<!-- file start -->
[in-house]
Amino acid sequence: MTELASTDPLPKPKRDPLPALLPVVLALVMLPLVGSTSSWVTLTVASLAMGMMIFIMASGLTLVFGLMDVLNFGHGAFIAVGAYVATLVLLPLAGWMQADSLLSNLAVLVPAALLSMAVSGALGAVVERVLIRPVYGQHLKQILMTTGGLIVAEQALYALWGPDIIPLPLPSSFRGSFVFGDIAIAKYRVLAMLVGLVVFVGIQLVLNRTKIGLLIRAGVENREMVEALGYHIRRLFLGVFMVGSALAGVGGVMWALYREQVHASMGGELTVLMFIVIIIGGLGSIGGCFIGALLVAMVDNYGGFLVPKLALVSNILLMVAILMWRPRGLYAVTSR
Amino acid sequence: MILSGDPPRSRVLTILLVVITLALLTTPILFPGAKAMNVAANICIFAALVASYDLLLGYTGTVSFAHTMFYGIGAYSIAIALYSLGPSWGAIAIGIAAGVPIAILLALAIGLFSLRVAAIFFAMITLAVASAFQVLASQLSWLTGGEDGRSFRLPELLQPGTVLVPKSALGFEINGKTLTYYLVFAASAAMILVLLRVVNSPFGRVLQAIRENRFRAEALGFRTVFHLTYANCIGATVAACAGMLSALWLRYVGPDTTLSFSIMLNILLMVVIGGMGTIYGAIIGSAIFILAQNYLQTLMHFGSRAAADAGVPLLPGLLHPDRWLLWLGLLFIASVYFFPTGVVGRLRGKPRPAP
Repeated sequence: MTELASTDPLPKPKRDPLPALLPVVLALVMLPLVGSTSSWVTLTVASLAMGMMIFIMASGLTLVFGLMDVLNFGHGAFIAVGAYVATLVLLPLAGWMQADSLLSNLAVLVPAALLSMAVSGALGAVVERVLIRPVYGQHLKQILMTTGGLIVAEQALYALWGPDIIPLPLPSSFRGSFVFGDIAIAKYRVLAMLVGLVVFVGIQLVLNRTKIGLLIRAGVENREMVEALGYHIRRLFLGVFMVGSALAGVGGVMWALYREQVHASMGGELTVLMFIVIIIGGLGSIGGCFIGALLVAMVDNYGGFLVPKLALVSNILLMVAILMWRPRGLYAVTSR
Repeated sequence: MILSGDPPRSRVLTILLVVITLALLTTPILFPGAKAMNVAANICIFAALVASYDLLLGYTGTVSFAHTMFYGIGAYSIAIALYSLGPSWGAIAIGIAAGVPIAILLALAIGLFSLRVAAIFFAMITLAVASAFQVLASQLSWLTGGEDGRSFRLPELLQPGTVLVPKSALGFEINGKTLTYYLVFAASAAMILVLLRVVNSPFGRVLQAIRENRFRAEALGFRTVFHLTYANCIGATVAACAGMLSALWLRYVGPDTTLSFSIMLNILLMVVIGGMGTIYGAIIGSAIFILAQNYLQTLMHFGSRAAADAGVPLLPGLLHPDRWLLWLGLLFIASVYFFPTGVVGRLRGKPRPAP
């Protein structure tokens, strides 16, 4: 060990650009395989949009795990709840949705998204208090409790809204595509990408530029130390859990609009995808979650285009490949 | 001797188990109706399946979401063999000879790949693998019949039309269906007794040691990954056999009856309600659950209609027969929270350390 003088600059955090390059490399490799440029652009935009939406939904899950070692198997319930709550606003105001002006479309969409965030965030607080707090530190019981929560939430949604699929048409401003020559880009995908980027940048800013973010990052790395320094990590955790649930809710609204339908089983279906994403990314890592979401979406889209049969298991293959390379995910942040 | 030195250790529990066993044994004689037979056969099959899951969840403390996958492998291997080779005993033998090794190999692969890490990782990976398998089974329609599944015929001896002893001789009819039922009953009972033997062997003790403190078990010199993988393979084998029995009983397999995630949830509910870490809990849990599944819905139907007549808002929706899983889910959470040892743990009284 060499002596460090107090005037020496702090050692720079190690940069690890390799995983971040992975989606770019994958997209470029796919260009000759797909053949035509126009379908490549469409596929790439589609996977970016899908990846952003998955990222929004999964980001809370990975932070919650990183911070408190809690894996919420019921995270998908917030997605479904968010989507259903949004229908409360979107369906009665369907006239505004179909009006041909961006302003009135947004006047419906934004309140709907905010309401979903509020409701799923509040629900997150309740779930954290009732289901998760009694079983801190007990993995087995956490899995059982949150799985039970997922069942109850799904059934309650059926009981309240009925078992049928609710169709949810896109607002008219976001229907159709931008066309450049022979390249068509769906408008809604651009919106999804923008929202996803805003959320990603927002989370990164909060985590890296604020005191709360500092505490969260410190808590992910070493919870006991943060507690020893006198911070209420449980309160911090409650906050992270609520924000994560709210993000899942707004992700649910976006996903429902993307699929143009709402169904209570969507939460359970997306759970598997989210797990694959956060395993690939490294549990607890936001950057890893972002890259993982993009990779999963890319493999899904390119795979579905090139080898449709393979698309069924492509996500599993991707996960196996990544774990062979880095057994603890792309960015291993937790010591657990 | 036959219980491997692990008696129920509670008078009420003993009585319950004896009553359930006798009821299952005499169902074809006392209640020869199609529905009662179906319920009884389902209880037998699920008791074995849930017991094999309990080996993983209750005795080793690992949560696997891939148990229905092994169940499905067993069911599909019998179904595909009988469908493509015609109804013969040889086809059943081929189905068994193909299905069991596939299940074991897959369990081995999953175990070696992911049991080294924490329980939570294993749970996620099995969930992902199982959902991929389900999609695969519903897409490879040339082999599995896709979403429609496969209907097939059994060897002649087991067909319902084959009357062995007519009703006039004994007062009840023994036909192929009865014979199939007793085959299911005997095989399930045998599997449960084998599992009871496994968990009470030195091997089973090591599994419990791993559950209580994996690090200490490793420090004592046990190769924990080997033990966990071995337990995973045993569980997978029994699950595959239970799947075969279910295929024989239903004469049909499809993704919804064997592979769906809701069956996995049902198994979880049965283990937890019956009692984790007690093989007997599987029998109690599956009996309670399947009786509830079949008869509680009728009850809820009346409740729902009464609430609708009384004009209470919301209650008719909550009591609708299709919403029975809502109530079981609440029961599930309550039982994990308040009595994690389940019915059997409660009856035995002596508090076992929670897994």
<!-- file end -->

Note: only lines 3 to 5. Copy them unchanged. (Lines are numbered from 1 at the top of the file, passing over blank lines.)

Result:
Amino acid sequence: MILSGDPPRSRVLTILLVVITLALLTTPILFPGAKAMNVAANICIFAALVASYDLLLGYTGTVSFAHTMFYGIGAYSIAIALYSLGPSWGAIAIGIAAGVPIAILLALAIGLFSLRVAAIFFAMITLAVASAFQVLASQLSWLTGGEDGRSFRLPELLQPGTVLVPKSALGFEINGKTLTYYLVFAASAAMILVLLRVVNSPFGRVLQAIRENRFRAEALGFRTVFHLTYANCIGATVAACAGMLSALWLRYVGPDTTLSFSIMLNILLMVVIGGMGTIYGAIIGSAIFILAQNYLQTLMHFGSRAAADAGVPLLPGLLHPDRWLLWLGLLFIASVYFFPTGVVGRLRGKPRPAP
Repeated sequence: MTELASTDPLPKPKRDPLPALLPVVLALVMLPLVGSTSSWVTLTVASLAMGMMIFIMASGLTLVFGLMDVLNFGHGAFIAVGAYVATLVLLPLAGWMQADSLLSNLAVLVPAALLSMAVSGALGAVVERVLIRPVYGQHLKQILMTTGGLIVAEQALYALWGPDIIPLPLPSSFRGSFVFGDIAIAKYRVLAMLVGLVVFVGIQLVLNRTKIGLLIRAGVENREMVEALGYHIRRLFLGVFMVGSALAGVGGVMWALYREQVHASMGGELTVLMFIVIIIGGLGSIGGCFIGALLVAMVDNYGGFLVPKLALVSNILLMVAILMWRPRGLYAVTSR
Repeated sequence: MILSGDPPRSRVLTILLVVITLALLTTPILFPGAKAMNVAANICIFAALVASYDLLLGYTGTVSFAHTMFYGIGAYSIAIALYSLGPSWGAIAIGIAAGVPIAILLALAIGLFSLRVAAIFFAMITLAVASAFQVLASQLSWLTGGEDGRSFRLPELLQPGTVLVPKSALGFEINGKTLTYYLVFAASAAMILVLLRVVNSPFGRVLQAIRENRFRAEALGFRTVFHLTYANCIGATVAACAGMLSALWLRYVGPDTTLSFSIMLNILLMVVIGGMGTIYGAIIGSAIFILAQNYLQTLMHFGSRAAADAGVPLLPGLLHPDRWLLWLGLLFIASVYFFPTGVVGRLRGKPRPAP